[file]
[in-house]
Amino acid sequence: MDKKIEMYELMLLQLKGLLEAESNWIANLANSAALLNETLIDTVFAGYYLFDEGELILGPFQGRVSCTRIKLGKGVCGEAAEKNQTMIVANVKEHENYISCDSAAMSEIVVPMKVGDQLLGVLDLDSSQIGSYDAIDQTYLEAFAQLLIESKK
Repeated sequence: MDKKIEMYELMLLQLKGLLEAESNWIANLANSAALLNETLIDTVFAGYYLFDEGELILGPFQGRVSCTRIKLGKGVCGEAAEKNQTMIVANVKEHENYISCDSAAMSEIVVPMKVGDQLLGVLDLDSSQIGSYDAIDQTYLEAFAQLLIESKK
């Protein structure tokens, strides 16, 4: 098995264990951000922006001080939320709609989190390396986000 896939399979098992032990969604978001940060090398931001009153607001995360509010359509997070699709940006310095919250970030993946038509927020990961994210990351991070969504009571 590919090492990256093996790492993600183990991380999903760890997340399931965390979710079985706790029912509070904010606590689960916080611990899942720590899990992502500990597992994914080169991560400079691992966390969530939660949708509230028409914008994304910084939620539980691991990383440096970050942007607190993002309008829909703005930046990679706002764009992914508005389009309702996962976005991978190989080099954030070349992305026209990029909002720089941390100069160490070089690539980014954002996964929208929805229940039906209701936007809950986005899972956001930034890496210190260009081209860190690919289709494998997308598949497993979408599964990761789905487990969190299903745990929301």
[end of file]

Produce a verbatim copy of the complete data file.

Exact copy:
[in-house]
Amino acid sequence: MDKKIEMYELMLLQLKGLLEAESNWIANLANSAALLNETLIDTVFAGYYLFDEGELILGPFQGRVSCTRIKLGKGVCGEAAEKNQTMIVANVKEHENYISCDSAAMSEIVVPMKVGDQLLGVLDLDSSQIGSYDAIDQTYLEAFAQLLIESKK
Repeated sequence: MDKKIEMYELMLLQLKGLLEAESNWIANLANSAALLNETLIDTVFAGYYLFDEGELILGPFQGRVSCTRIKLGKGVCGEAAEKNQTMIVANVKEHENYISCDSAAMSEIVVPMKVGDQLLGVLDLDSSQIGSYDAIDQTYLEAFAQLLIESKK
């Protein structure tokens, strides 16, 4: 098995264990951000922006001080939320709609989190390396986000 896939399979098992032990969604978001940060090398931001009153607001995360509010359509997070699709940006310095919250970030993946038509927020990961994210990351991070969504009571 590919090492990256093996790492993600183990991380999903760890997340399931965390979710079985706790029912509070904010606590689960916080611990899942720590899990992502500990597992994914080169991560400079691992966390969530939660949708509230028409914008994304910084939620539980691991990383440096970050942007607190993002309008829909703005930046990679706002764009992914508005389009309702996962976005991978190989080099954030070349992305026209990029909002720089941390100069160490070089690539980014954002996964929208929805229940039906209701936007809950986005899972956001930034890496210190260009081209860190690919289709494998997308598949497993979408599964990761789905487990969190299903745990929301």